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31/31 Day XVI: Why Microsoft is the Best at Business of the Big Three

Here we are, day two of my taking a look at the Big Three console manufacturers, Nintendo, Sony, and Microsoft. Yesterday, I looked at why Nintendo had more personality compared to Microsoft and Sony. Today, I'm going to tackle the only American company, Microsoft.

I think that compared to its Japanese counterparts, Microsoft is better at putting out a strategy that best serves itself, and(sometimes) its consumers. While I'm not a huge fan of Microsoft, I'm just putting this forth as what I really think they do well. As with Nintendo, I will look first at why Microsoft trumps the other two in business strategy, and than why this is good and bad.

Why Microsoft Wins Business

Xbox Live

Even though it has been a polarizing implementation by Microsoft, with many gamers refusing to pay a dime for playing online, one cannot deny how successful the service has been. Unfortunately, I did a quick Google search, and couldn't find any recent information about how many people are subscribed. However, I think I can surmise that there are about 40-50 million currently, and about half of that number pay for Gold service(Microsoft said half in 2010, so it's most likely more now). 

The Appeal to Non-Gamers

While this is something that should arguably be applied to Nintendo, it fits more with a business strategy when coupled with Xbox Live. Lots of people also use Live for things like Netflix and other services. It's becoming even more of an entertainment system than video games, which makes it more open to others.

Indie Developers

This is one of the issues that goes more also into the negative side of their focus; Microsoft's XBLA has been somewhat of a conflict for indies. While mainly developers have exclusively released games for XBLA, there have also been gripes with the program. The main one is that the company(to my knowledge, based off what I have read before from some developers like Phil Fish) charges indie developers heavily for putting out patches to their games. Regardless of the outcomes of this(again, I will discuss the negative aspect of this practice below), this strategy just ends up with more cash in Microsoft's pocket. 

Two Extremes

Microsoft has arguably only really focused on two extremes for their 7th generation console; Kinect titles, and more mature titles like Gears of War, Halo, and Alan Wake. They don't really branch out as much as Sony and Nintendo do, which is due to them being around the least amount of time, and thus having less exclusives. However, their two extremes has been somewhat of a positive for them, as they really only have to cater to two crowds; the people who care about Kinect titles, and everyone else(haha). While there are unique games on XBLA, one cannot argue the fact that Microsoft has a heavy focus on these two extremes, while Nintendo and Sony both have had focus on multiple, different genres. This means they can focus on more sure-fire genres that they know their fan base caters towards, while Nintendo and Sony are more concerned with satisfying multiple crowds of consumers.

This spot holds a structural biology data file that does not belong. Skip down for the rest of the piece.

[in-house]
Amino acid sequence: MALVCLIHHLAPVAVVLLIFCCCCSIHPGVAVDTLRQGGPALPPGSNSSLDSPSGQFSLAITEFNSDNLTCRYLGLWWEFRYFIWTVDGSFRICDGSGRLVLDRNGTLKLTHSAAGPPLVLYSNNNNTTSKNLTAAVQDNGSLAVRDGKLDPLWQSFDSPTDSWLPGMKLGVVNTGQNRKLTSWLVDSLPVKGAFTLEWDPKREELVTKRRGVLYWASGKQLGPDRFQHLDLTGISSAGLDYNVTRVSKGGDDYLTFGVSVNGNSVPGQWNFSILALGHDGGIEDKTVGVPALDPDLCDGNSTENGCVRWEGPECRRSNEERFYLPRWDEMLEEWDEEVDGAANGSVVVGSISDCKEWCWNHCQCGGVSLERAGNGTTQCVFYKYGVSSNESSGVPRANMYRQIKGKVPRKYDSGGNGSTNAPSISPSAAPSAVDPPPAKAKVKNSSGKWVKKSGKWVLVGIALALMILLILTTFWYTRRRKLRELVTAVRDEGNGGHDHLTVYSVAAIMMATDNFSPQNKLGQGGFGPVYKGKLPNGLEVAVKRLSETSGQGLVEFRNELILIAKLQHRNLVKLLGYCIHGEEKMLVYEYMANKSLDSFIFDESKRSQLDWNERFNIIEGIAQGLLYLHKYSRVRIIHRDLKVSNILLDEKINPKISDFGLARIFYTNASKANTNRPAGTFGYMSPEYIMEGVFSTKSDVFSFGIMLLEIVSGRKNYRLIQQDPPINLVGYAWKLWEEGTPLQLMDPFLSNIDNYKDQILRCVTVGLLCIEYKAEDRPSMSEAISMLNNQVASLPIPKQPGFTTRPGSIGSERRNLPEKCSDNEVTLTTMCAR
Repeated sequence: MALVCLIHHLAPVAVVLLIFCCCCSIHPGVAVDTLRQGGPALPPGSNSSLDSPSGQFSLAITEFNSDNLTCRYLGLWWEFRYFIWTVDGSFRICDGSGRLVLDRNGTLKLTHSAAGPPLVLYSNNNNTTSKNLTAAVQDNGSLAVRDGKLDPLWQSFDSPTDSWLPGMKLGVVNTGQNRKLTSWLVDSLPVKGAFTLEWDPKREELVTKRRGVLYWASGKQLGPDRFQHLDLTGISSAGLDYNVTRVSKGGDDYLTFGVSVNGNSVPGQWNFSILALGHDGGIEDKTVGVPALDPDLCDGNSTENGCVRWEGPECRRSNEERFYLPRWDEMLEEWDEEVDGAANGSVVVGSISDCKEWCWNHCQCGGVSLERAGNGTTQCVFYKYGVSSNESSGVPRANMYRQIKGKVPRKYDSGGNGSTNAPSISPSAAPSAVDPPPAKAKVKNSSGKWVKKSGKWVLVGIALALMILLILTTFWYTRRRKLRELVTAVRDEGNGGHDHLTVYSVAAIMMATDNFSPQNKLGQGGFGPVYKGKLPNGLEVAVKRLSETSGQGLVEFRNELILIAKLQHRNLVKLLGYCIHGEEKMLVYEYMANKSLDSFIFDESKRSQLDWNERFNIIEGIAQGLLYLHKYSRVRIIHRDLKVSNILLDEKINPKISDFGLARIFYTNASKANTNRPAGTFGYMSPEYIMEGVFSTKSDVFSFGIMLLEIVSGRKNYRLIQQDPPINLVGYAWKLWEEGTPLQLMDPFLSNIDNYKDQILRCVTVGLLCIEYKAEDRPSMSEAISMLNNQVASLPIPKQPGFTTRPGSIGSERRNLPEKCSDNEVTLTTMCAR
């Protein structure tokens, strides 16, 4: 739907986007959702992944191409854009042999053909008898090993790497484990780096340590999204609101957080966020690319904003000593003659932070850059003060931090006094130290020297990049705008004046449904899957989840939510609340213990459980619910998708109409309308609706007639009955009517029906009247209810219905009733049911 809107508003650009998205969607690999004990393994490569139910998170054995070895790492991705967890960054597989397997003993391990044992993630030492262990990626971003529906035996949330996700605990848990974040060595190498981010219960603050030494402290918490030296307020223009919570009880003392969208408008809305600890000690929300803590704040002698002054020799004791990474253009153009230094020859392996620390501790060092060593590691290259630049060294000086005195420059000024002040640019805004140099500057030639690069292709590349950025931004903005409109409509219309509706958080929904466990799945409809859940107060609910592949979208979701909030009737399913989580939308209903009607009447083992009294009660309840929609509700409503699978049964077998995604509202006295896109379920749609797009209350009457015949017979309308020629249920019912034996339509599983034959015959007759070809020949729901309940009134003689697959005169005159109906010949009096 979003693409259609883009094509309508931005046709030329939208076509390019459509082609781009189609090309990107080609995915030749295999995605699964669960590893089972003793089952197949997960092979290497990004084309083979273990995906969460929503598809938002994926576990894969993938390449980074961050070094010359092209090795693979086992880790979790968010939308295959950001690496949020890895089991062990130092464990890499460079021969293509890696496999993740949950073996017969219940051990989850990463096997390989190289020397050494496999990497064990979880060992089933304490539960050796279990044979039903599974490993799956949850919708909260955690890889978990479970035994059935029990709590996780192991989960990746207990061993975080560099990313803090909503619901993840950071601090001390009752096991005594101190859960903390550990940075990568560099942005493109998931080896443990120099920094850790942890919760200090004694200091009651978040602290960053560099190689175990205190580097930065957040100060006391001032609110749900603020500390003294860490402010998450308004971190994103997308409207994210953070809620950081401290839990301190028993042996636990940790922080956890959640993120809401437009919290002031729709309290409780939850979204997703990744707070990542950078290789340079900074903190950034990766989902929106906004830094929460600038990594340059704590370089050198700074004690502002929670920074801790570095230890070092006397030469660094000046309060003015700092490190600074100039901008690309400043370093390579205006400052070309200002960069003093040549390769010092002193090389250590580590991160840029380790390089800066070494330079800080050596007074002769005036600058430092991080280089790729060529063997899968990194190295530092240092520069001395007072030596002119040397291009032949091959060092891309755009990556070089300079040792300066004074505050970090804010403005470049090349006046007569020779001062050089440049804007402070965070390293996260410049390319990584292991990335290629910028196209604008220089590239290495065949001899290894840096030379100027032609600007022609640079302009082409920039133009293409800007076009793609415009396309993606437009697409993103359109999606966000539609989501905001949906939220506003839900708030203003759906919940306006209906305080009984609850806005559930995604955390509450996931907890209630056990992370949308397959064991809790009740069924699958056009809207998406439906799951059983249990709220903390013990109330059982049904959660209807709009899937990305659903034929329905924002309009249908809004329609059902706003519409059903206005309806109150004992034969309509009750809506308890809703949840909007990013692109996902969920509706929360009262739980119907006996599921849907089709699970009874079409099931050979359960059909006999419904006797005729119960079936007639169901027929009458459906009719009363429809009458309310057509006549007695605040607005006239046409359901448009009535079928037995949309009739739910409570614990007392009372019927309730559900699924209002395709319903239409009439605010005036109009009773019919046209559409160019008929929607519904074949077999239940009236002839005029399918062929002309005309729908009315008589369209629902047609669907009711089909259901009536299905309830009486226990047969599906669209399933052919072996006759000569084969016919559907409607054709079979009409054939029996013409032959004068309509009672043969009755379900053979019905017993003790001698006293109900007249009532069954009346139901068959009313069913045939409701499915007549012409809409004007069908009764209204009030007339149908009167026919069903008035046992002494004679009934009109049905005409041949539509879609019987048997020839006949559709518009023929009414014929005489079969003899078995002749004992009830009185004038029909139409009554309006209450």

Why is this an Advantage for Microsoft?

The Obvious Answer

It's the purpose of a company to make a profit based on a product or service...by having the best practice to suit itself, Microsoft has secured itself as above Nintendo and Sony in profits(as of late-the unfortunately slow Wii U sales and Sony's stock going down point toward Microsoft doing better than the other two). 

But Why is this Also Bad?

Indie Developers

Going back to indie developers, one of the main negative aspects of Microsoft's practices is their handling of patches with indie developers. Phil Fish's game Fez, which was exclusively put out XBLA, experienced a bug that corrupted some people's save files. The bug would've been able to be patched, but according to Fish, the patch would've heavily cost him, and so he couldn't put it out, not having the finances able to support his game. This practice by Microsoft, of heavily charging for patches, is a slap in the face for indie developers, and also hurts fans who couldn't finish the game. You can read about the Fez debacle here.

They Become Less Likable

Although it is the goal of a company to pull in a steady profit, it's important for that company to keep delivering quality experience, and to keep on good terms with their consumers. So when things like the Fez incident happen, and Microsoft acts in a favor that benefits them but no one else, it just ends up hurting them in the long run.

So yes, that's what I think is strong about Microsoft; out of the Big Three, they act in the best way to maximize profits, even if I don't completely agree with how they operate their business. Tomorrow, I'll tackle Sony. See you all then.

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